So we have the strange situation where Saudi and Israel are “allies” in that both want a weakened and isolated Iran. Not surprisingly when taken into account that Saudi, as well as other Arab states, have always had beck door dealings and common interests. On top of that we have an Israel that is a nuclear power but off course the Yanks won’t allow any discussion on that subject and any attempt to discuss that in the UN will lead to a Yankee veto.

    An Iranian/U.S. rapprochement makes lots of sense as both countries have common interests. It is given that Israel and the Gulf Arabs will try their best to prevent this from happening. It now remains to be seen who will succeed Obama and what his position on the issue will be.

  75. Ibn Saud was against the formation of Israel, he is well aware of the British plan to upset the status quo of Mandate Palestine by opening the territory to Jewish migrant. Though the idea was proposed by Baron Rothschild which in turn became what we know as the Balfour Declaration, the British Parliament never proposed that Palestine would be a Jewish state but as “a national home for the Jewish people”. The plan was supposed to benefits the British, by diminishing the status quo of the Arab it will indirectly undermine the Palestinian Arab nationalist movements and and the jewish migrants would hence become the support base for British Mandate. But when the Jewish people knew that formation of Israel was never in the British plan, they began to demand an increase to immigration limits for Jews and form their own independence movement. The foolish British, befuddled by their own scheme left when things got out of hand.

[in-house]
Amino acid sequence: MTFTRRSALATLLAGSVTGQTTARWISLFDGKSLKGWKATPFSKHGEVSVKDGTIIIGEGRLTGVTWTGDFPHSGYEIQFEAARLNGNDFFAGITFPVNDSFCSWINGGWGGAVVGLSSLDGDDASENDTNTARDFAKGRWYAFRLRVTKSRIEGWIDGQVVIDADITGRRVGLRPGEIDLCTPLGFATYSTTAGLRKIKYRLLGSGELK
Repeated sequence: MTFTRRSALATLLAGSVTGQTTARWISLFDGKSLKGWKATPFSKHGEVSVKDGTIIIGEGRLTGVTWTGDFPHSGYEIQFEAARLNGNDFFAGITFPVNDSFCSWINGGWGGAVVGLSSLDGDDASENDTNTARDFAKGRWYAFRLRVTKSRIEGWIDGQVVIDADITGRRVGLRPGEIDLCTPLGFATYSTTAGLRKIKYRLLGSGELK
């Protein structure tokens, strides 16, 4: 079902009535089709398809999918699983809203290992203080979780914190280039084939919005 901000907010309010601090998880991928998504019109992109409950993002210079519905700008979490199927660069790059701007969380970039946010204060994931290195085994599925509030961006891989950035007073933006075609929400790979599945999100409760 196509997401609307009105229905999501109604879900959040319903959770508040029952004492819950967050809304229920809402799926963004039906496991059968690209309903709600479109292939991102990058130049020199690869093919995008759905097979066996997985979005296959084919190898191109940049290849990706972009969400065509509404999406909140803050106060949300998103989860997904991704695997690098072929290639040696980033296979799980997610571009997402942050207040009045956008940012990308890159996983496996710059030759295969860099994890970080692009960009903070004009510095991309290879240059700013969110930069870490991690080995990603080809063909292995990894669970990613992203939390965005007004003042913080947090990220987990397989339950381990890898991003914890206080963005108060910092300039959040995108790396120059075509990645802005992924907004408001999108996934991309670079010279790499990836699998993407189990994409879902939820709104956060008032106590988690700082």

At that time, Saudi-US relationship was still in infantile stage and the US saw no strategic benefits for a stronger ties between them (back then Saudi have yet to discover their oil reserve). FDR made it known to Ibn Saud that they favored the formation of Israel. But when oil was found and the US was well in their way for WW2, Saudi strategic importance to the US became apparent. To charm the kingdom for more oil concession, FDR invited Ibn Saud for a meeting at the USS Quincy in the pretense of discussing Mandate of Palestine. Ibn Saud proposed that the state of Israel to be established in Africa (if i’m not mistaken Nigeria), FDR promised Ibn Saud that he would reconsider in exchange for more oil. Alas, two months later FDR died along with his promise.